Coaching – Women, Leadership and Romantic Relationships

Leadership is no longer based on the old model of top-down. The new leadership is more about ideas and influence – persuasion replaces command and empowerment replaces authority. It is leadership that grows out of providing direction because it is needed rather than because of having a formal title. The roles of leaders and followers are fluid and radically democratic, dictated by skills strength coupled with inclusive vision. According to Dr. Mitch McCrimmon, author of Burn! Leadership Myths in Flames, “…anyone with a better idea and the courage to promote it can show leadership. Such leadership is an occasional act, not a role to be monopolized.” This new model of leadership asserts what I have long experienced as a life leadership coach – we are all born with an innate capacity to lead, the task is stepping up as the leader you were born to be.

Women are ideally suited to this new model of leadership not only in their careers but also in their personal lives. They are natural partners who prefer collaboration. So it stands to reason that a natural area for women to mine the riches of their leadership capacity is in their personal lives. In fact, for women to have fantastic, supportive, loving romantic relationships they must learn how to be the leaders of their romantic relationships.

I was listening to “Car Talk,” the NPR show where listeners call in for help with their cars, on Saturday morning. I love Click and Clack, the nicknames of the show’s two hosts. They make me laugh and nostalgically remind me of my two Italian uncles. They were talking about what makes marriage work citing John Gottman of all people. For those of you unfamiliar with Gottman, he is a professor of psychology at the University of Washington where he directs The Gottman Institute and author of Why Marriages Succeed or Fail.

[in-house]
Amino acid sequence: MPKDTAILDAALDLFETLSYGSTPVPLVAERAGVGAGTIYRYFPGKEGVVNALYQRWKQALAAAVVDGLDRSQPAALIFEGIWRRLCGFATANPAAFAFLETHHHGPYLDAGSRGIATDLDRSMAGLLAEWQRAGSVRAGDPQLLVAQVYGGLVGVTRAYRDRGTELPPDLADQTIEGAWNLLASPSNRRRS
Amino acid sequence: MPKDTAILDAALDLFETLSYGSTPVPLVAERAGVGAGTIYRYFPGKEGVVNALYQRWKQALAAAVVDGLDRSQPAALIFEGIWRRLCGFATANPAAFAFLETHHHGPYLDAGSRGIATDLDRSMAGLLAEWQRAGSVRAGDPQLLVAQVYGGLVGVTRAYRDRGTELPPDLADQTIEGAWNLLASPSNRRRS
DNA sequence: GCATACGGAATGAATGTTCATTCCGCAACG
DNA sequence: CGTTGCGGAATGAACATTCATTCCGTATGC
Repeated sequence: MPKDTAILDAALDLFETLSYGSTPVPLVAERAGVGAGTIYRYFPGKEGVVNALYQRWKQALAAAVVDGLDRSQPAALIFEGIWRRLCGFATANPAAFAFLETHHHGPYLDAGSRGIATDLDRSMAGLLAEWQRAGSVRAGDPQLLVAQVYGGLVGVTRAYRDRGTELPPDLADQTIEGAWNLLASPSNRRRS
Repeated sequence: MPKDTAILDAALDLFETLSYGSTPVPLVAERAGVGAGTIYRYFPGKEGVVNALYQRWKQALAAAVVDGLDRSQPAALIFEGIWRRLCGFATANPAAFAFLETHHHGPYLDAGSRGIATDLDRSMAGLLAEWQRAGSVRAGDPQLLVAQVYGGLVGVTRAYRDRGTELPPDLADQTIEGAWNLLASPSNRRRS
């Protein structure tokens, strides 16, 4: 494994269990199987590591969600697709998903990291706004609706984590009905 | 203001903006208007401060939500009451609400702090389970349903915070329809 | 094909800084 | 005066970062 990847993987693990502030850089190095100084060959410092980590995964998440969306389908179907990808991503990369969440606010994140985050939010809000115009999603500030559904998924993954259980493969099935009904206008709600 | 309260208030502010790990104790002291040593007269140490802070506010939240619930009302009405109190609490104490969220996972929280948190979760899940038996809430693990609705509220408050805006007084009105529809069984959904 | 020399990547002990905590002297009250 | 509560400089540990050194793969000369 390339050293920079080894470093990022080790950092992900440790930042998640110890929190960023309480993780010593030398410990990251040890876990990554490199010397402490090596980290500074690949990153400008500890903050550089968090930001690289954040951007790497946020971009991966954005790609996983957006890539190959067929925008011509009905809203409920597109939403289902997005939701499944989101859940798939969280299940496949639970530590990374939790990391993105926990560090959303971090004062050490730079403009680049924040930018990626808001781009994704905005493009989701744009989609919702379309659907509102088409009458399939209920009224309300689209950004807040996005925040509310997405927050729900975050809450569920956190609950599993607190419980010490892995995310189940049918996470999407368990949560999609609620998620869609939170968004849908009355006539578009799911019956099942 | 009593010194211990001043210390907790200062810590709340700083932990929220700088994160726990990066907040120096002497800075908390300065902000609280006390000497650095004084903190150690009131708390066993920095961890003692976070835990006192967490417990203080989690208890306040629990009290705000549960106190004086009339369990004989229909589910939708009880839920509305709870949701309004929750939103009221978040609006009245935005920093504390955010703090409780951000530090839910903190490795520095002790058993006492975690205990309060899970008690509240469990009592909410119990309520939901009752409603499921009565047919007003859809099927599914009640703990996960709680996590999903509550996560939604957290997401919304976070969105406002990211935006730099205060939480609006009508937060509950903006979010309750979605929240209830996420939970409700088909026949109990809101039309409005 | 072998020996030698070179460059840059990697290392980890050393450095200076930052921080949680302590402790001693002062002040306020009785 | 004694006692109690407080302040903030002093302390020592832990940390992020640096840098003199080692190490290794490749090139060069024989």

It was a real hoot to hear Click and Clack citing Gottman’s work. They said according to Gottman’s studies of married couples what makes marriages work is when the woman says what she wants and the man does it. Of course, Click and Clack thought that getting men to do what their wives want would be the challenge of succeeding at Gottman’s assertion.

In my twenty-five years experience, however, the real challenge is getting women to say to the men in their lives in a clear, direct manner what they want. Women are socialized to believe if they have to do this to get what they want it means the man does not really love them. After all if he really loved them, they reason, he would know exactly what they wanted and deliver it every time. This approach to our romantic relationships is fraught with passivity, which worked just fine for women 40+ years ago when our role in our romantic relationship was primarily one of support and our need was for protection and security.

But today’s woman has a career, her own finances and life goals. She is educated and contributes financially. Most modern women want romantic relationships for connection and partnership and for crafting a fulfilling life with their partner by their side. When they don’t participate in creating this new kind of relationship they feel resentful towards their partners or phobic of even getting involved for fear they’ll lose their autonomy. They must co-direct where their relationship is headed and be active in planning the goals to get there. They have to step up as the leaders of their romantic relationships matching values to actions, practicing emotional intelligence and monitoring inclusion.